This section discusses a direct construction of the real numbers from the integers (constructing the rationals at the same time) via the idea of an almost linear map from $\mathbb{Z}$ to $\mathbb{Z}$.

This approach is a particularly elegant and short one, and has the rather pretty feature that addition in $\mathbb{R}$ corresponds to componentwise addition of integers, whereas multiplication in $\mathbb{R}$ corresponds to composition of maps. However the approach is more sophisticated and requires quite a lot of axiom-checking at the end. It also requires some work with the notion of finiteness and with equivalence relations.

This web page is still under construction. The final version will contain some (but not all) of the proofs omitted here at present.

Definition.

A function $f:\mathbb{Z}\to \mathbb{Z}$ is said to be almost linear or almost a homomorphism if

has finitely many elements.

Note that the set here would be $\left\{0\right\}$ if $f$ was a homomorphism of $\mathbb{Z}$ respecting the addition stucture, i.e., if for all $n,m\in \mathbb{Z}$ we have $f(n+m)=f\left(n\right)+f\left(m\right)$. For such $f$ the set $\{f(n+m)-f\left(n\right)-f\left(m\right):n,m\in \mathbb{Z}\}$ is $\left\{0\right\}$ so has just one element, in particular has finitely many elements.

Definition.

Two functions $f:\mathbb{Z}\to \mathbb{Z}$ and $g:\mathbb{Z}\to \mathbb{Z}$ are almost equal if

has finitely many elements. If $f,g$ are almost equal then we write $f\sim g$.

Proposition.

The relation $\sim $ of being almost equal is an equivalence relation on almost linear maps $f:\mathbb{Z}\to \mathbb{Z}$.

**Proof.**

Clearly $\{f\left(n\right)-f\left(n\right):n\in \mathbb{Z}\}=\left\{0\right\}$ so the reflexive axiom holds. If $f\sim g$ then $\{g\left(n\right)-g\left(n\right):n\in \mathbb{Z}\}=\{-\left(f\right(n)-g(n\left)\right):n\in \mathbb{Z}\}$ so is finite, being the image under taking $-$ of the finite set showing that $f\sim g$. Therefore $g\sim f$ and $\sim $ is symmetric.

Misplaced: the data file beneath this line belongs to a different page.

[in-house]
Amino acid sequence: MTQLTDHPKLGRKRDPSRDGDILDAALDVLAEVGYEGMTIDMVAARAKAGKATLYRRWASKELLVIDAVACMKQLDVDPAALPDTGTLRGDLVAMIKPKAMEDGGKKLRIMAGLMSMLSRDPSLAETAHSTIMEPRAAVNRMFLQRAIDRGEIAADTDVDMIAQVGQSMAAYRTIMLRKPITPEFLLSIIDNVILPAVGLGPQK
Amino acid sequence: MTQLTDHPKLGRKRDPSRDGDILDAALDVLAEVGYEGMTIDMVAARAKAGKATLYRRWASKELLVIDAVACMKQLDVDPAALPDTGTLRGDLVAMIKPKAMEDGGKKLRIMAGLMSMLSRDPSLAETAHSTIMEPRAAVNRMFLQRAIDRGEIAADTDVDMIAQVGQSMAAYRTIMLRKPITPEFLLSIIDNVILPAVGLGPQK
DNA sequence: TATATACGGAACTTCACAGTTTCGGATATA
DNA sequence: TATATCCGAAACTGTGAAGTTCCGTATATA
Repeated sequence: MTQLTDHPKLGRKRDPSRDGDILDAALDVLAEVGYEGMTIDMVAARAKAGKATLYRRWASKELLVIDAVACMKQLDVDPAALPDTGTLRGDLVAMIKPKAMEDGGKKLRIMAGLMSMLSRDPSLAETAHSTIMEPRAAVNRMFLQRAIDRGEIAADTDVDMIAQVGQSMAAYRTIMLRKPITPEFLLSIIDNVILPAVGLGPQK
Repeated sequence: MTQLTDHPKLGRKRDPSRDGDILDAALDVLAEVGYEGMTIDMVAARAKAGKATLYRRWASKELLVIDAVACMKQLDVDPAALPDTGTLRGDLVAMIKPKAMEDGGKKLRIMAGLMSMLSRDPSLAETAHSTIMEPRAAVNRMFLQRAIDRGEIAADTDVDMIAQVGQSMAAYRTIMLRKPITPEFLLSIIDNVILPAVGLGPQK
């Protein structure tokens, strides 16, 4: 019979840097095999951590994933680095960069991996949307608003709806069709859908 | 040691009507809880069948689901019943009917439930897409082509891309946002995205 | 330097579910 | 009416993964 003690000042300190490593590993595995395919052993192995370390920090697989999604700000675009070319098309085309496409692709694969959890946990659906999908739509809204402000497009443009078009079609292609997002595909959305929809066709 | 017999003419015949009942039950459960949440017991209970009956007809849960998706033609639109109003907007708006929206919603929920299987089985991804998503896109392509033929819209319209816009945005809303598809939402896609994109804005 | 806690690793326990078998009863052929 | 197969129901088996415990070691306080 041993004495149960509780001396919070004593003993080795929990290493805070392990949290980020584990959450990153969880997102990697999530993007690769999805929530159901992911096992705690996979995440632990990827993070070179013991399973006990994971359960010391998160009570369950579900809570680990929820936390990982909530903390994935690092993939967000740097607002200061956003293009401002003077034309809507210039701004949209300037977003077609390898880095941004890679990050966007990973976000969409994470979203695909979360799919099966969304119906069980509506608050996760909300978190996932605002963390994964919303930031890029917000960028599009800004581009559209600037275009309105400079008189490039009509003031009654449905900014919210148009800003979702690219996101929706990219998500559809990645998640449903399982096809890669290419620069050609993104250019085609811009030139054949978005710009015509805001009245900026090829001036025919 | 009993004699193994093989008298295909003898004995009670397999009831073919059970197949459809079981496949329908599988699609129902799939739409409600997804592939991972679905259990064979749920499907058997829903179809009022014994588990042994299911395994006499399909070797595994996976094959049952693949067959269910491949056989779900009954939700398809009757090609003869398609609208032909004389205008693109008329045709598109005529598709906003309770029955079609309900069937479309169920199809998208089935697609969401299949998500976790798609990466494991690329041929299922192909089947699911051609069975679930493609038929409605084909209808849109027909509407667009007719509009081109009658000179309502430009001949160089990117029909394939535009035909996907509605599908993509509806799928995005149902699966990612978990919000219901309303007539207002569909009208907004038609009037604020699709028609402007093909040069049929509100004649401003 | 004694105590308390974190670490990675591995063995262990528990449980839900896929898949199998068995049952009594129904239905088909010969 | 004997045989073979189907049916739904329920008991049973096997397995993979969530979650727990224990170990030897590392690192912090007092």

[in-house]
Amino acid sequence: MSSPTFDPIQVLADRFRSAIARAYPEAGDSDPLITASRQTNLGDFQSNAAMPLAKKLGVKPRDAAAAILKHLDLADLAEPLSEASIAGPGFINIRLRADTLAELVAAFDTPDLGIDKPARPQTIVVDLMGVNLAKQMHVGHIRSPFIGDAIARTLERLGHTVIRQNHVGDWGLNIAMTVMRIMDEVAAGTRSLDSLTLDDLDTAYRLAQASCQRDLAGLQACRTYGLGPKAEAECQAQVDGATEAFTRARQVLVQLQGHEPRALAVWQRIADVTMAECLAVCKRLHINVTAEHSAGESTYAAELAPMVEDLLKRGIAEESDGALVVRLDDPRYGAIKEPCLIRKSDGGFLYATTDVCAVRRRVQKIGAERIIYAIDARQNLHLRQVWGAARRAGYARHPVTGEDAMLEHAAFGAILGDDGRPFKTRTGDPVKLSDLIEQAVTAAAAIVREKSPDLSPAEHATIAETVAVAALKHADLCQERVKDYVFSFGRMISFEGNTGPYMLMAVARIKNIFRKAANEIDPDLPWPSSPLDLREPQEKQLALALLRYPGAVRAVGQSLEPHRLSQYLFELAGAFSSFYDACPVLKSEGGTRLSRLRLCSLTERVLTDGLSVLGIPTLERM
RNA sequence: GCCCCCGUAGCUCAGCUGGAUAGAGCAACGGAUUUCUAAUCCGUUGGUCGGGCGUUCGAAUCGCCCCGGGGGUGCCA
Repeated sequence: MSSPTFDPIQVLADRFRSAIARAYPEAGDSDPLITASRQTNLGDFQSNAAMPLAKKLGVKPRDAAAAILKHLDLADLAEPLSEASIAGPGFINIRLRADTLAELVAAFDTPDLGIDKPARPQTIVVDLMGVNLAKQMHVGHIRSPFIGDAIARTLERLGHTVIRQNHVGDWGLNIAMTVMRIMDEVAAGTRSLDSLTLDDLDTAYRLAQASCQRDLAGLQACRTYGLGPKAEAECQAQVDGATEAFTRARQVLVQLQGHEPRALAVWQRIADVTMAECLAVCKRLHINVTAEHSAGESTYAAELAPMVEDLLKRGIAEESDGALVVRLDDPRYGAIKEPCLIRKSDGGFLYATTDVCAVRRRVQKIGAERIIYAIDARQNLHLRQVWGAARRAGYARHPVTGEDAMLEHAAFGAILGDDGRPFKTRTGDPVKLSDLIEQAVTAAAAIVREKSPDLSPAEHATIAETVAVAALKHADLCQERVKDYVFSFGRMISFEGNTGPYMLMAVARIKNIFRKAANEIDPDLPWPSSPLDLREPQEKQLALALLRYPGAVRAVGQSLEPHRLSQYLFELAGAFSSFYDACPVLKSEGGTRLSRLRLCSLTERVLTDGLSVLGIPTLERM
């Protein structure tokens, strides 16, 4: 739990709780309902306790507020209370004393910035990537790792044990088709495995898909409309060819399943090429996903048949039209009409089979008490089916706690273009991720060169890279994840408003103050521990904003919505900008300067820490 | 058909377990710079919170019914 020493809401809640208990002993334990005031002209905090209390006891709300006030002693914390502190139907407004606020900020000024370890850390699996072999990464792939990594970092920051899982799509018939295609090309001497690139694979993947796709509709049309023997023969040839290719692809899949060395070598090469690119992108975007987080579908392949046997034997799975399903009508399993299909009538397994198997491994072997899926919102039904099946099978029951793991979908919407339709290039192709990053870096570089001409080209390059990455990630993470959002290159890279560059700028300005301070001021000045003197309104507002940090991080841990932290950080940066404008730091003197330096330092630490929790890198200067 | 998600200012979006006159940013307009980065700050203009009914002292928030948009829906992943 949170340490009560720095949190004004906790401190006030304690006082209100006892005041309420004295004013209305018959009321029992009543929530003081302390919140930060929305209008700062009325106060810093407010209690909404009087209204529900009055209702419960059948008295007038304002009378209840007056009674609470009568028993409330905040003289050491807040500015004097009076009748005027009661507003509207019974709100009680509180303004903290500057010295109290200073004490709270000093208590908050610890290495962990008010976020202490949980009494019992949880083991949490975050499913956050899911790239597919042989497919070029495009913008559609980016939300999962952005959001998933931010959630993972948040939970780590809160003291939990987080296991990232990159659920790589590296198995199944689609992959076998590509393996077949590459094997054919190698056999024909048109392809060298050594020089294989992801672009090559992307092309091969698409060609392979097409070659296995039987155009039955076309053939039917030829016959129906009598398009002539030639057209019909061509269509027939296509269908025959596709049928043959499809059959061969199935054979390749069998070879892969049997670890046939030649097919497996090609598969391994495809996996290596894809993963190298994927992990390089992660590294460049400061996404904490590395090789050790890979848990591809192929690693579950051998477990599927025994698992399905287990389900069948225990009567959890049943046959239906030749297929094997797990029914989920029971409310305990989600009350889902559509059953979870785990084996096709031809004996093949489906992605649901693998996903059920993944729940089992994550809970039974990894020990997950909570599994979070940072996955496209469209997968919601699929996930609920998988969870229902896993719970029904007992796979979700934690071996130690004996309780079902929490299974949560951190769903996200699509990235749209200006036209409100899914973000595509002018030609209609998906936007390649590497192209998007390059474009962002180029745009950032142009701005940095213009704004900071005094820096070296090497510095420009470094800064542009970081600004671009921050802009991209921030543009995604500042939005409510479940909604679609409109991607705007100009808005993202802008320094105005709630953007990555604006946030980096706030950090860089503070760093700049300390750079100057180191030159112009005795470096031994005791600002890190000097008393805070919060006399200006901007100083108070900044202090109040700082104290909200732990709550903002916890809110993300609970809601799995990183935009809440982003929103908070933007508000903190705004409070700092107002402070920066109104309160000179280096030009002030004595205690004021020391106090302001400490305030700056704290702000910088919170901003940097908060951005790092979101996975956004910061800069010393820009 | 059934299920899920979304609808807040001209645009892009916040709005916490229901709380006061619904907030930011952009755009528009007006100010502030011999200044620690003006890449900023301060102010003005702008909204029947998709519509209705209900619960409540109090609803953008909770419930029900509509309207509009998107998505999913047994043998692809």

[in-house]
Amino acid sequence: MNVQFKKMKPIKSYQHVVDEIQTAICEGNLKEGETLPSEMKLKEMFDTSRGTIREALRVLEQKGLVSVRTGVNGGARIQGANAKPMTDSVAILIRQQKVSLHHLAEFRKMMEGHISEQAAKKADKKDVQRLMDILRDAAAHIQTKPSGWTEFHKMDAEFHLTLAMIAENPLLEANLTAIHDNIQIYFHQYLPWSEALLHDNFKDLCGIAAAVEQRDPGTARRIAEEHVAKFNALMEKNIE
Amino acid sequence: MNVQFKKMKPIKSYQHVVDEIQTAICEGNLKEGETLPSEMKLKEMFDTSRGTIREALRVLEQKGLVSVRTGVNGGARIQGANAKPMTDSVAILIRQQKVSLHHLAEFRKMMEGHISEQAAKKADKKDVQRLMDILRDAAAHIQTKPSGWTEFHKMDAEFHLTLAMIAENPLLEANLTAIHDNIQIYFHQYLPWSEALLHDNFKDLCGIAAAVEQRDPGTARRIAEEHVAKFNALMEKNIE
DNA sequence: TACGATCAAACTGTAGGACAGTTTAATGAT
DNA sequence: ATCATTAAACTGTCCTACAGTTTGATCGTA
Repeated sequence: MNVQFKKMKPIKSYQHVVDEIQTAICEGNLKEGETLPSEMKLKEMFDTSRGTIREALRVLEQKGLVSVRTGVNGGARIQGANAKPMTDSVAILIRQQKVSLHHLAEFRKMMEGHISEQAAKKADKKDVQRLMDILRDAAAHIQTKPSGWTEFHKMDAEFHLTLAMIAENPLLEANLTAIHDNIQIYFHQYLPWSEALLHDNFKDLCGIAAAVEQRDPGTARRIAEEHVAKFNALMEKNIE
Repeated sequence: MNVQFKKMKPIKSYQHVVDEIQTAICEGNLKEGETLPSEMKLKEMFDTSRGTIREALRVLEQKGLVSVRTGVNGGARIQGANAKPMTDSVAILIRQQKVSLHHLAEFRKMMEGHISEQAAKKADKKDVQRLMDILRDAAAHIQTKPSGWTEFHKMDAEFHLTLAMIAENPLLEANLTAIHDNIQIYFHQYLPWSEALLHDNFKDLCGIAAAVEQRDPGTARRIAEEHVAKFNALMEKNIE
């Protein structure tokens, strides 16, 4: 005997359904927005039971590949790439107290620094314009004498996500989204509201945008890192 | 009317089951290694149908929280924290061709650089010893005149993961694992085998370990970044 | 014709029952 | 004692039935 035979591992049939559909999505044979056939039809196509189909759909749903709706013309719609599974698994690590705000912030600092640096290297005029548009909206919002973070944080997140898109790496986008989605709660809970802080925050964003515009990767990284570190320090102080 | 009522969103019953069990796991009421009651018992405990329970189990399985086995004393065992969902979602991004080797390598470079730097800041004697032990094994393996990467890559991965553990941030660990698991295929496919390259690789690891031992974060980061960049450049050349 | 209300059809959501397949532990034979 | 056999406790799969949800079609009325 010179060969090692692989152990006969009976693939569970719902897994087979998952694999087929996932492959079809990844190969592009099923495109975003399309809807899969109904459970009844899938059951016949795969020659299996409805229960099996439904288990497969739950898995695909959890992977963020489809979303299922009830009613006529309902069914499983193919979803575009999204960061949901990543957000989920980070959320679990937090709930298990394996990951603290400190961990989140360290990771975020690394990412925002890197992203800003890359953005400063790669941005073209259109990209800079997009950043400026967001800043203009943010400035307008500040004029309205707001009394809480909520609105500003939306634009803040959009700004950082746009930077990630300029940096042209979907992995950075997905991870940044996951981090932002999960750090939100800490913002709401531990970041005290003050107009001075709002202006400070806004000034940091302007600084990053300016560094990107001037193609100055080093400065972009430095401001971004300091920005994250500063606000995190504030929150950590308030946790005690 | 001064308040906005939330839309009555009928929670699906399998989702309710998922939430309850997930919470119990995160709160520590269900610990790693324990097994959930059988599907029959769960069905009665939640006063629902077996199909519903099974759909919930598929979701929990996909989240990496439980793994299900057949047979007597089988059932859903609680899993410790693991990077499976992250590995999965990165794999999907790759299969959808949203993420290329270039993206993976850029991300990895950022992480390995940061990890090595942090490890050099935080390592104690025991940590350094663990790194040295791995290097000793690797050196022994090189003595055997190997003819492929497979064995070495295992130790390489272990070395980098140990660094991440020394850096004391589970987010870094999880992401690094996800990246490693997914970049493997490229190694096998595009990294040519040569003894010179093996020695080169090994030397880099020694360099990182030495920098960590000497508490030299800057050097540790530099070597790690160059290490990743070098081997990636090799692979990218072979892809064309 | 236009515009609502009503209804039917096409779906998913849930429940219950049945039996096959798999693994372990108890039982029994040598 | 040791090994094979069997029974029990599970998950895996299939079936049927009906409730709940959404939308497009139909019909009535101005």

Finally, if $f\sim g$ and $g\sim h$ then both $S=\{f\left(n\right)-g\left(n\right):n\in \mathbb{Z}\}$ and $T=\{g\left(n\right)-h\left(n\right):n\in \mathbb{Z}\}$ are finite, hence $\{f\left(n\right)-h\left(n\right):n\in \mathbb{Z}\}\subseteq \{s+t:s\in S\wedge t\in T\}$ is also finite. Hence transitivity.

Definition.

We write $\left[f\right]$ for the equivalence class of $f$.

If we pretend for a moment that $x$ is a real number that we know about, we may define a function $f\left(n\right)=\left[xn\right]$, where the square brackets denote integer-part. This is almost linear as $\left[xn\right]+\left[xm\right]>x(n+m)-2$ and so $f(n+m)-f\left(n\right)-f\left(m\right)\in \left\{0,1\right\}$.

Definition.

We define $\mathbb{R}$ to be the set of $\sim $-equivalence classes of almost linear maps $f:\mathbb{Z}\to \mathbb{Z}$.

Definition.

We define $\left[f\right]+\left[g\right]=\left[h\right]$ where $h\left(n\right)$ is the function $f\left(n\right)+g\left(n\right)$.

Proposition.

This function $+$ is well-defined.

Definition.

We define $\left[f\right]\xb7\left[g\right]=\left[h\right]$ where $h\left(n\right)$ is the function $f\left(g\right(n\left)\right)$.

Proposition.

This function $\xb7$ is well-defined.

Definition.

For $\left[f\right],\left[g\right]\in \mathbb{R}$ we define $\left[f\right]\u2a7d\left[g\right]$ if there is $N\in \mathbb{N}$ such that for all $n\u2a7eN$, $f\left(n\right)-g\left(n\right)\u2a7e0$.

Proposition.

The relation $\u2a7d$ is well-defined and linearly orders $\mathbb{R}$.

Theorem.

The set $\mathbb{R}$ with $+,\xb7,\u2a7d$ is an ordered field. It also satisfies the Archimedean property and is a complete ordered field in the sense that every bounded monotonic sequence has a limit.

**Proof.**

Another long exercise (sigh).